Completion date: Ongoing
3 Criteria have not been developed to evaluate the results of files selected by the workload development area in the Offshore Compliance Section of OATPD, or the impacts to the offshore compliance program(s). ILBIB should develop criteria to aid in the analysis of the audit results from its file selection process, and the impacts to the offshore compliance program(s). By FYE 2016-2017 the Offshore Workload Development Section will be initiating regular workload discussions and feedback sessions with the offshore audit program advisors within headquarters.

For the fiscal year 2016-2017 and ongoing, in order to ensure that the risk assessment and workload development processes are continuously improved and refined, OATPD has created a spreadsheet that is tailored to the EFT workload, that will enable the auditors to be able to quickly input any findings or observations that they note in their case in relation to EFT-generated files.

Completion date: March 2017
4 Electronic Funds Transfers and Offshore Business Intelligence Section (EFT & OBIS) has a feedback process to evaluate results obtained from their intelligence; however, there is no evidence that this process is being effectively utilized. ILBIB should utilize EFT & OBIS’s feedback process to evaluate results obtained, and modify the quality of intelligence selected. EFT & OBIS has implemented a feedback process and has obtained information through that process.  EFT & OBIS will review all feedback received to date by the end of Q3 2016-2017, and will continue to seek meaningful feedback from the users of EFT data on an ongoing basis.

Completion date: March 2017
5 Detailed and documented file selection processes exist, and the intelligence selection process is documented.

Strategic approaches to file selection target offshore non-compliance.
None None

Appendix F

Summary of Findings

Criminal Investigations Directorate (CID)
International, Large Business and Criminal Investigations Directorate (ILBIB)
Finding number Finding Recommendation Action Plan
1 In December 2015, Criminal Investigations Program (CIP) implemented the Prioritization and Governance Framework, a risk-based model designed to guide the CRA’s Criminal Investigations Division (CID) in the application of its investigative resources against the most serious cases of tax evasion or fraud. The framework was also designed to help Assistant Directors to ensure their resources are focused on combating the most serious threats, and to facilitate the realignment of resources from low to high priority areas, as required.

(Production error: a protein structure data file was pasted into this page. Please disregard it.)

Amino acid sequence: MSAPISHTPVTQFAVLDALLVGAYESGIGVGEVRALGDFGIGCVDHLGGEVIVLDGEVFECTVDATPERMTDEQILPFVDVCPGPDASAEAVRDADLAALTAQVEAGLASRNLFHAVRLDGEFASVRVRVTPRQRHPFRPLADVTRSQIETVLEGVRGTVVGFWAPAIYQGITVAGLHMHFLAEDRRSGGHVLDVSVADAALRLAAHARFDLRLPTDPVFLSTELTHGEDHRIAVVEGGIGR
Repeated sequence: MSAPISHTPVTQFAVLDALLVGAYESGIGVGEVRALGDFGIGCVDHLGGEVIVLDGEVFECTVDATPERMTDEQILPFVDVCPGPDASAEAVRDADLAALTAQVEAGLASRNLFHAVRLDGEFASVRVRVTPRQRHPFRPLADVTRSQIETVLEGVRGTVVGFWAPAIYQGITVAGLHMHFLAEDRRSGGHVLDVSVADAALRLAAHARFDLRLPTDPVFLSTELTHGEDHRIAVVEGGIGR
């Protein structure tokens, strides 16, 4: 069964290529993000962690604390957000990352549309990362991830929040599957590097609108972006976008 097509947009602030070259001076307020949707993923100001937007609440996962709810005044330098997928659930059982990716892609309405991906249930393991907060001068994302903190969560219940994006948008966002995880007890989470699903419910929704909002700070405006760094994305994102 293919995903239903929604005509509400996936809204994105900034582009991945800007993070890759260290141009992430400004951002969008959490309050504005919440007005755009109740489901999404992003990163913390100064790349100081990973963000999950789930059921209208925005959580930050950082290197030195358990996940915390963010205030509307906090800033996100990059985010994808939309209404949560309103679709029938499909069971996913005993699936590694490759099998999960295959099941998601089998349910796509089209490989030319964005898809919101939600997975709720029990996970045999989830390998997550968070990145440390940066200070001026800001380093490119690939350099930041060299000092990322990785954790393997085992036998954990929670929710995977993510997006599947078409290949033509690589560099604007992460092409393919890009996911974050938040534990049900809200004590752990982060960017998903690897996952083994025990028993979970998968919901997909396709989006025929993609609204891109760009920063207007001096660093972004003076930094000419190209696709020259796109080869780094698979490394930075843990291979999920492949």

There is no specific policy to ensure CIP field offices will focus on High Priority cases (Tier 1 files) rather than Low Priority cases (Tier 3 files).   
ILBIB should prepare guidelines for field offices to ensure the appropriate focus on High Priority cases. CIP will ensure that CIP policy manuals are updated to specifically state that CIP field offices will focus on High Priority cases (Tier 1 files) rather than Low Priority cases (Tier 3 files). CIP is also in the process of reviewing its priorities and will ensure the appropriate communication approach is adopted.

Completion date: March 2017
2 CIP has a monitoring process in place for completed and in-progress files and is currently developing a revised quality assurance program. ILBIB should give priority to the development of a CIP quality assurance program as the feedback process that will aid in strengthening the program’s controls and operations. CIP will: (a) finalize the development of its Quality Assurance Program: and (b) incorporate feedback processes to better utilize the results of completed cases in the workload selection processes.

Completion date: March 2017
3 CID has a National Workload Selection Process that is detailed and shared with all staff.

Files that are selected for investigation are documented and linked to program priorities, ensuring that files selected will help achieve program goals.
None None